Sulfured versus Unsulfured Herbs

Sulfur Dioxide:

Sulfites are widely used in dried fruits and wine. Dried apples and apricots are typically packaged with 500 to 1,000 ppm (parts per million) of the substance. While both of the above industries are required to disclose sulfur content, the herb industry is not. In fact, herb distributors who consider their herbs completely natural may be unaware of the high amounts of sulfur used to whiten their herbs during processing and then preserve them.


Sulfite sensitivity has also been found to develop in non-allergenic persons over time. No one knows what triggers onset or the mechanism by which reactions occur. Doctors believe some asthmatics develop difficulty breathing by inhaling sulfite fumes from treated foods. Asthmatics who have more severe symptoms and must use corticosteroids are especially prone to sulfite sensitivity and are most at risk of severe reactions. It is unknown whether asthma causes sulfite sensitivity or vice versa, as some individual’s first experience with asthma is a sulfite reaction.

One out of every twelve people is slightly allergic and may suffer breathing problems, hives or other effects after consuming sulfite products. The FDA says about one million people in the United States alone are considered extremely allergic. These persons react to minute levels and tend to suffer more acute symptoms.

Environmental effects:

The effects of the sulfuring process on the health of workers is a grave concern, as are the impacts to the environment.

For the workers: Inhalation of sulfur dioxide fumes burns the lungs. some cumulative and immediate health impacts are respiratory failure or death.

For the planet: When sulfur dioxide comes into contact with water, a variety of sulfurous acid salts form (sulfurous acid, bisulfite Ions and sulfite Ions). In nature, these acid salts are formed when erupting volcanoes spew sulfur dioxide into the atmosphere and come into contact with moisture and clouds. This contributes to the formation of acid rain- one of the most destructive forms of pollution in our environment. Even though the sulfuring process in herbs is small in scale in relation to volcanoes, it remains a relentless on-going process.

TCM perspective:

How sulfur affects taste and medicinal quality:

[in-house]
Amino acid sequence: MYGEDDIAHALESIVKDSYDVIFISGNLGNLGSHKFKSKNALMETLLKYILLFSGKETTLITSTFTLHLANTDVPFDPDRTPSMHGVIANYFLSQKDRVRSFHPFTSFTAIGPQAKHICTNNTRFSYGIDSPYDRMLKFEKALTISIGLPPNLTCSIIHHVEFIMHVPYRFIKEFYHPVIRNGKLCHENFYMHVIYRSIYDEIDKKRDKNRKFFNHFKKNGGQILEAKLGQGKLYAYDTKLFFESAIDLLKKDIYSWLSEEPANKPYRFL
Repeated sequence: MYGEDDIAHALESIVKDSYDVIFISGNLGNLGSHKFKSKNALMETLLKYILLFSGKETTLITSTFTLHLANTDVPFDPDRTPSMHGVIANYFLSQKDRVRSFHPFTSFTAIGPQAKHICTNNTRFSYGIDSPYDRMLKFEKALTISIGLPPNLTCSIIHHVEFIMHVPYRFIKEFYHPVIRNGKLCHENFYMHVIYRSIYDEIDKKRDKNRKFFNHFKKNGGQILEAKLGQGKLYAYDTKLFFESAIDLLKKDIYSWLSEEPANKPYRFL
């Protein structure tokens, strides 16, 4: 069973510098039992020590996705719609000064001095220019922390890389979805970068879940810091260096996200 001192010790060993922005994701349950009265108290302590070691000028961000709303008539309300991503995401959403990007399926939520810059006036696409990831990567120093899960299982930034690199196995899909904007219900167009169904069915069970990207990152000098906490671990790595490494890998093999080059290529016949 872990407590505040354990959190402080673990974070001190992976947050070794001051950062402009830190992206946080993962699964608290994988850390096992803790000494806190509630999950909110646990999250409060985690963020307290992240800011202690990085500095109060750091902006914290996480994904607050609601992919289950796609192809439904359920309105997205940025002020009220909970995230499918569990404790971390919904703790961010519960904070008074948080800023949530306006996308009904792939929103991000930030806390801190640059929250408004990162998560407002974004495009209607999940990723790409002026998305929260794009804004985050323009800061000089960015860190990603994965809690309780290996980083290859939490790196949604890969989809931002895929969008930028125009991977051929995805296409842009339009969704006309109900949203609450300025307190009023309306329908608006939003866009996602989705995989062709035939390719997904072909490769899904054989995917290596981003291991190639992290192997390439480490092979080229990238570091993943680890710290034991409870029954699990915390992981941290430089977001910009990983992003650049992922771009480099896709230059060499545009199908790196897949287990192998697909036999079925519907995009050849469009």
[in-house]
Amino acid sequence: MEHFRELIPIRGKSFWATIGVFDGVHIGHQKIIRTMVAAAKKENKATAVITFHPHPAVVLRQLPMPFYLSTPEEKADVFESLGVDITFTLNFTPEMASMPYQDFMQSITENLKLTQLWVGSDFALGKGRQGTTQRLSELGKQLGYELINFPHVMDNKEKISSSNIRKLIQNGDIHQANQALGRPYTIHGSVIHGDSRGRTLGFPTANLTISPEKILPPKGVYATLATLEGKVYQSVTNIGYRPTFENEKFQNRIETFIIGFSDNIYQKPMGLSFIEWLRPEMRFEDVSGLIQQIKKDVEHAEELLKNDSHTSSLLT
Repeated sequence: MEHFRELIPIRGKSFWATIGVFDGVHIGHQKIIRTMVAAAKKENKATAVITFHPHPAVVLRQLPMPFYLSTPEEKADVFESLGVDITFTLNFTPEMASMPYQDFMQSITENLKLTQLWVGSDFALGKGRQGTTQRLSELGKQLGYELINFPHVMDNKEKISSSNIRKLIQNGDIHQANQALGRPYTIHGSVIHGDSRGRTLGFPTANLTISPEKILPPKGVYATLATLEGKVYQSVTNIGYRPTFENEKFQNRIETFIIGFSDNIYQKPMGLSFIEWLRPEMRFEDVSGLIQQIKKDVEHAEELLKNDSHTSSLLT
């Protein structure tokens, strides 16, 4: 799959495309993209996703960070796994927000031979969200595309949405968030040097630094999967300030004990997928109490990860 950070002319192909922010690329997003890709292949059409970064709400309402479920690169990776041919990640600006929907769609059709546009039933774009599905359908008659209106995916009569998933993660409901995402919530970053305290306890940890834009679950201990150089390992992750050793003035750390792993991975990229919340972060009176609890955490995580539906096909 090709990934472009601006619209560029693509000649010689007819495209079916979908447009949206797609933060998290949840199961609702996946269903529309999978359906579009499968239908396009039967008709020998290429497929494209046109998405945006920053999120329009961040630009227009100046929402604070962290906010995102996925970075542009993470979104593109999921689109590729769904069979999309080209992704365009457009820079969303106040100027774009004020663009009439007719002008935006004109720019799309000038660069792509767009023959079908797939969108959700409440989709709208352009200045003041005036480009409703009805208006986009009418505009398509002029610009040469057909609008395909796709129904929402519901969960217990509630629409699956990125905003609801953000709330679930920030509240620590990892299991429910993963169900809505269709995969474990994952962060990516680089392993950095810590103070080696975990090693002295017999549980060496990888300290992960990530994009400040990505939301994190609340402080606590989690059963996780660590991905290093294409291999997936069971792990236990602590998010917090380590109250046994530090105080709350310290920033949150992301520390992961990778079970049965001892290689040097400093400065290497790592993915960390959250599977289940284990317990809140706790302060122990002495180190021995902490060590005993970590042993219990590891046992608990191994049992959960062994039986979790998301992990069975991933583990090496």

Unknown to most herb suppliers, manufacturers, and practitioners, sulfured herbs may also change the herbs energetic nature and can affect the efficacy of a formula. Technically, according to the traditional Chinese herbal sources, the medicinal properties of sulfur are sour, hot, and toxic. Medicinal plants which should be sweet become sour when treated with sulfur dioxide. As taste is an important indicator of function in Chinese medicine, there is a potential for sulfur dioxide to compromise the intended action of the herbal ingredients. the hot, toxic nature of sulfur also raises questions regarding its use and effects within medicinal formulations. In addition, sulfur’s sour taste make the herb’s taste even less palatable for your patients, making compliance more difficult.

Traditional uses for sulfur:

• fumigation

• prevents mold and insect infestation

• brightens color of fruits and herbs, whitens

• antimicrobial that inhibits yeasts, molds, bacteria growth

• slows rate of rancidity by slowing oxidation of fats and lipids

• blocks the natural ripening and enzymatic processes that continue to occur in foodstuffs after harvest.

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  1. This is so interesting. I had no idea that sulfites could be a cause of asthma or that they could make Chinese herbs taste worse! Does anyone know if the herbs in our school herbroom are sufured?

    Comment by Katrina H — August 3, 2013 @ 6:20 pm

  2. If herbs don’t have to be marked as being treated with sulfur, how do we know? Also, since it is used to preserve the herbs, does the price raise considerably for herbs that are not treated?

    Comment by Kim O'Berry — August 7, 2013 @ 1:37 pm

  3. Herbs that are sulfur-treated look more beautiful and often have better color. You can get sulfur-free herbs if you order at Springwind or Mayway.

    Comment by Lana — August 8, 2013 @ 3:36 pm

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